# 12-3 Double Circuit Run Length - Should I Split the Circuit?

• posted on May 18, 2006, 2:41 am
Hello
I just finished wiring my basement with 12/3 wire. I was planning on using a double pole breaker with two circuits and a shared neutral (alternating circuits between outlets). My run is around the perimeter of my basement inside wood framing studs. After all was said and done with the requried routing, I've used about 250ft of wire.
I'm concerned that I may have too long of a run and that, instead of creating one big 250ft run with alternating circuits on a double pole 20A breaker, I should just have two 125ft circuits on separate 20A breakers. I guess now's the time to make my decision before I go into my panel. I've already run the 12-3 wire but I don't mind using only 2 of the 3 wires if that will make these circuits better performing and safer.
The reading I have done so far and the 13.6% voltage drop at 20A calculated using this website:
http://www.powerstream.com/Wire_Size.htm
has me leaning heavily toward two separate 125ft circuits.
Any feedback is apprecaited. Thanks!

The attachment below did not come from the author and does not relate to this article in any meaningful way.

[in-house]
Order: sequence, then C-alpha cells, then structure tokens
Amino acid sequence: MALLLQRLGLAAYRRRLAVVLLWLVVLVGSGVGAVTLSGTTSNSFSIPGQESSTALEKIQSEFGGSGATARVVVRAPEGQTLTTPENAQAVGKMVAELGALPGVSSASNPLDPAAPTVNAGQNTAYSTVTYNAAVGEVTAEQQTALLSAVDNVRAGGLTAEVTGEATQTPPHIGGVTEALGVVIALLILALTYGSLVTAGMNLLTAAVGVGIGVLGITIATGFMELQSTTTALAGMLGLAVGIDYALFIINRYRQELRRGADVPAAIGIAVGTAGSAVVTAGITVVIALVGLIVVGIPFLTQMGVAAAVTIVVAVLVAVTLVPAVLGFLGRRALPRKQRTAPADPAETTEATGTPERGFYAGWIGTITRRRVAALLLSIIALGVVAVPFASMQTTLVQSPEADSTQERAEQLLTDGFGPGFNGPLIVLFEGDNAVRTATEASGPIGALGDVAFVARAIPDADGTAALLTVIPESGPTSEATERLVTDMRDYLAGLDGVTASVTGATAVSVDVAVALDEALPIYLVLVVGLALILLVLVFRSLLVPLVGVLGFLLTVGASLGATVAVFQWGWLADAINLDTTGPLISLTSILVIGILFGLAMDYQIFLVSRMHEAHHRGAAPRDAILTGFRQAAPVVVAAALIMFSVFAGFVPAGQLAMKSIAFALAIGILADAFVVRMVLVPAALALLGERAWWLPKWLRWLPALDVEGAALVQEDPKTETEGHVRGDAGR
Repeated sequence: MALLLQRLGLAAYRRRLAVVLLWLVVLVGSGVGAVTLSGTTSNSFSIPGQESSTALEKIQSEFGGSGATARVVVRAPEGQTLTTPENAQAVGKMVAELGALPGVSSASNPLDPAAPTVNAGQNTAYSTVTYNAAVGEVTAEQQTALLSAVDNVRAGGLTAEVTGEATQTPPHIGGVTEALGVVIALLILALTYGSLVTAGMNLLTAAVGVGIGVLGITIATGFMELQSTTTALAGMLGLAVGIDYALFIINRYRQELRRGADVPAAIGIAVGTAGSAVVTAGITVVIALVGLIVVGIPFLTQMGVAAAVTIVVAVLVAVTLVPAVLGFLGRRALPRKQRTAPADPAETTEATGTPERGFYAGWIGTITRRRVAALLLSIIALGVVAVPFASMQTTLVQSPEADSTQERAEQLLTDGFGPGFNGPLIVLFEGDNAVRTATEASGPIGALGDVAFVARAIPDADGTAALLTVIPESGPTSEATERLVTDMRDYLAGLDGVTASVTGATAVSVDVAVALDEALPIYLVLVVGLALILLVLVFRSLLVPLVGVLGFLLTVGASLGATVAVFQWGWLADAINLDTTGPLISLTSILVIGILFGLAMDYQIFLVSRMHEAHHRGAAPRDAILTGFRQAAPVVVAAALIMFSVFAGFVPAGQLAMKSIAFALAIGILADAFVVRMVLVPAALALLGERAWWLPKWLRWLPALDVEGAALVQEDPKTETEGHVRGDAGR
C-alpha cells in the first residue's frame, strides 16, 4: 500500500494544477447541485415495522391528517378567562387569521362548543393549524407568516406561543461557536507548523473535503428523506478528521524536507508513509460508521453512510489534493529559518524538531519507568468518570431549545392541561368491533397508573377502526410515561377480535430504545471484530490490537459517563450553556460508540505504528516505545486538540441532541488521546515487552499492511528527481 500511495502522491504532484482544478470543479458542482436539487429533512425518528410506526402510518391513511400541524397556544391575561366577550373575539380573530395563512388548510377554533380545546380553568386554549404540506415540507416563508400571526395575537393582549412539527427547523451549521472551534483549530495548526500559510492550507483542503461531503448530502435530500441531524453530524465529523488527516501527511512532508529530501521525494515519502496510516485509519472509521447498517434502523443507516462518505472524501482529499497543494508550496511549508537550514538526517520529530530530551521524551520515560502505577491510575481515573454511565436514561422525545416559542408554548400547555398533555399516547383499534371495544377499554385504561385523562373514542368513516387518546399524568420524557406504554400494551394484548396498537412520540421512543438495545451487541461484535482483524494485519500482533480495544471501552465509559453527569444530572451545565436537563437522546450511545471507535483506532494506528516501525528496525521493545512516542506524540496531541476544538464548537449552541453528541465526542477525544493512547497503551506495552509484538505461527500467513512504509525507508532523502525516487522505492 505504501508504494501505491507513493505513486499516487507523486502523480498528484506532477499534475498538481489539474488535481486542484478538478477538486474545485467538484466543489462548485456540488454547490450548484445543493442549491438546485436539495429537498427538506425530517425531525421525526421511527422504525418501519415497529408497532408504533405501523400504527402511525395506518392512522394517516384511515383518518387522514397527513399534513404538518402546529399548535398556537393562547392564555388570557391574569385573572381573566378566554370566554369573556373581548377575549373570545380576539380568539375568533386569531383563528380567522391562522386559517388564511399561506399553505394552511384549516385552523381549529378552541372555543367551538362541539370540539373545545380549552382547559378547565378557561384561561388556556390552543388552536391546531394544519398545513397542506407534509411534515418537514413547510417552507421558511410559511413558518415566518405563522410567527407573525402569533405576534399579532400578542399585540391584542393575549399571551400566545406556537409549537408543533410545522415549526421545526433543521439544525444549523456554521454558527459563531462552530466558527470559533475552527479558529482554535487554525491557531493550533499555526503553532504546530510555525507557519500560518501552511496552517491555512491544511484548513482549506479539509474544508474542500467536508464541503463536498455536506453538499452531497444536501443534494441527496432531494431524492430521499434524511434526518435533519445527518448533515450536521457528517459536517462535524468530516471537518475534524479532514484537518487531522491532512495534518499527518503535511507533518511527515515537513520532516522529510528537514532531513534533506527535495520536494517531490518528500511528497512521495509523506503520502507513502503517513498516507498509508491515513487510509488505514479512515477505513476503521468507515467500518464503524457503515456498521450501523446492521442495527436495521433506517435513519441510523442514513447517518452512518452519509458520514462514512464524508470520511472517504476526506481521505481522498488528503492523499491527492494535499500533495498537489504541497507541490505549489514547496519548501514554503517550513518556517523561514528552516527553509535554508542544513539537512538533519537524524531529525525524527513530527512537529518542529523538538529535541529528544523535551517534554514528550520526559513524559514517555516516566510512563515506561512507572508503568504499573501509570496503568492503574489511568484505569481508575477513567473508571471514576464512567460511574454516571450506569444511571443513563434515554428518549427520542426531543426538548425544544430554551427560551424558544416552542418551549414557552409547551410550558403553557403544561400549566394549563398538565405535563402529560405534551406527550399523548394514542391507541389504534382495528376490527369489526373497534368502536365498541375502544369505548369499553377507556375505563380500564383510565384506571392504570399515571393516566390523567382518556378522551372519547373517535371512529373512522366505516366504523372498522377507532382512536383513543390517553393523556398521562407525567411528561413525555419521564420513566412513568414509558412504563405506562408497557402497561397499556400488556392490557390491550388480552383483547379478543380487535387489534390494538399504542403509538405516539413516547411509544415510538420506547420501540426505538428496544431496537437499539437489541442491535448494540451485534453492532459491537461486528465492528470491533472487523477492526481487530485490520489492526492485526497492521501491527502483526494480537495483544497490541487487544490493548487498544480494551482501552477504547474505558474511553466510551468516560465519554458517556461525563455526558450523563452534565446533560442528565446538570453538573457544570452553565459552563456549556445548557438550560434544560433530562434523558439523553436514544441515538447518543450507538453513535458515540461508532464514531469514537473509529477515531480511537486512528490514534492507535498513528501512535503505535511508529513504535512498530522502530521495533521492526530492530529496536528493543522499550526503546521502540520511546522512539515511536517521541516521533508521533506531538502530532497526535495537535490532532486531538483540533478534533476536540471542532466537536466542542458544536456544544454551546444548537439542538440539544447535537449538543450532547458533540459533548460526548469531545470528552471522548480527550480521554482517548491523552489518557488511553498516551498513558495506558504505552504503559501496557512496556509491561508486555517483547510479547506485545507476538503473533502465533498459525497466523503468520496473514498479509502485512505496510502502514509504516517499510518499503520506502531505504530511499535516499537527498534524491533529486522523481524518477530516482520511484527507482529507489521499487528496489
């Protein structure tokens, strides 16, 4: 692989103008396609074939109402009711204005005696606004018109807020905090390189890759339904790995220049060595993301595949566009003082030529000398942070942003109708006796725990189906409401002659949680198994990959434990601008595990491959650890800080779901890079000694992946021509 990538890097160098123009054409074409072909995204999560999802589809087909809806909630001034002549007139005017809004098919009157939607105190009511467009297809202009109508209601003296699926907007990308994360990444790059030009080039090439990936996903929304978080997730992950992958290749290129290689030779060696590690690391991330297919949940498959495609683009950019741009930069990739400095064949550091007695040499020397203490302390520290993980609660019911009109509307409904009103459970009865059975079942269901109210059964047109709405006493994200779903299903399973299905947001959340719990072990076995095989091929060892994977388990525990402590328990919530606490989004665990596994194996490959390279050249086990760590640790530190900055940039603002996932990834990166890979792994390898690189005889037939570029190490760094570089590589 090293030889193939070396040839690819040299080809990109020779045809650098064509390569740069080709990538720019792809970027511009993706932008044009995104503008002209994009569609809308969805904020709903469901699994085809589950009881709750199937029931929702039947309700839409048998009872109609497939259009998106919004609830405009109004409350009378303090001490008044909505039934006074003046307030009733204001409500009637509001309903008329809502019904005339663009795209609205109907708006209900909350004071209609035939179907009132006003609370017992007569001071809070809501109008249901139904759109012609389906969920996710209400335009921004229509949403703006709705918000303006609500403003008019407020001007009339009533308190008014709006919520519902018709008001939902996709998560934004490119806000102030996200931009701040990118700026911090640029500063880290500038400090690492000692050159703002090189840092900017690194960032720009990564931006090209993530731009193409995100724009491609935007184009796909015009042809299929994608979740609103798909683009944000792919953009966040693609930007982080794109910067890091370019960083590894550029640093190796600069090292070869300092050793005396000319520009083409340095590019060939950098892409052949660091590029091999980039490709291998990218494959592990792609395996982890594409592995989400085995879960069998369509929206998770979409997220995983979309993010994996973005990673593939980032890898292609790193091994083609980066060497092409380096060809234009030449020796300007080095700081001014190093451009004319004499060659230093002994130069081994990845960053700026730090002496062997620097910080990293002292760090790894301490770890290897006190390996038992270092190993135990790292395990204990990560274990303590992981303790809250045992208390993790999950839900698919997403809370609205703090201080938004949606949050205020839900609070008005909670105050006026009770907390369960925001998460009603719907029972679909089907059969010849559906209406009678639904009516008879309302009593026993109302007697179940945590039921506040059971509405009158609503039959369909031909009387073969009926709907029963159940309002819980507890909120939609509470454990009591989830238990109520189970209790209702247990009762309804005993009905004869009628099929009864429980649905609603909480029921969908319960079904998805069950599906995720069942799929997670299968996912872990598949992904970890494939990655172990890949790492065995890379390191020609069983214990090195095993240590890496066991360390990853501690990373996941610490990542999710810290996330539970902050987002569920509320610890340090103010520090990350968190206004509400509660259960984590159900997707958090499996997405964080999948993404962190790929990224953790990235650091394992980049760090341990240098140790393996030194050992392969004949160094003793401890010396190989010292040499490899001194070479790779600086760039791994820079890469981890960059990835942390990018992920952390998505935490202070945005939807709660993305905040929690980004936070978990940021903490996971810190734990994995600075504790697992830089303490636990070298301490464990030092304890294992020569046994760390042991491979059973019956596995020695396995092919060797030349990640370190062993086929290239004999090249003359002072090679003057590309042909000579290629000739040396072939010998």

Kevin
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• posted on May 18, 2006, 3:05 am

A balanced multiwire circuit can be half the voltage drop because there is no return path. So, there are two things to consider... will you actually be using 20a on each side, and can you get a balanced circuit.
Then you might want to rethink things; 20a is too much for a 125' run of 12/2.
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<%-name%>
• posted on May 18, 2006, 3:19 am
I really don't plan on using 20A on either side. I was planning on using the 20A mainly because I had the 12 gage wire & I was sticking with the 12 gage because of my run length. I originally thought the length would be about 170ft but I didn't take into account the routing I had to do up and down to my outlet boxes and around things.
I would call the circuits light use with a TV, dehumidifier (spring/summer) and possibly an electric space heater (occasionally) in the winter. Maybe a computer and some lamps will eventually be down there too but I don't plan on using really heavy draw power tools or having a workshop down there or anything.
Lights are on a separate 15A circuit.
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<%-name%>
• posted on May 18, 2006, 3:22 am
Also, could you elaborate on how I can reduce the voltage drop with my 12-3 wire?
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<%-name%>
• posted on May 18, 2006, 3:38 am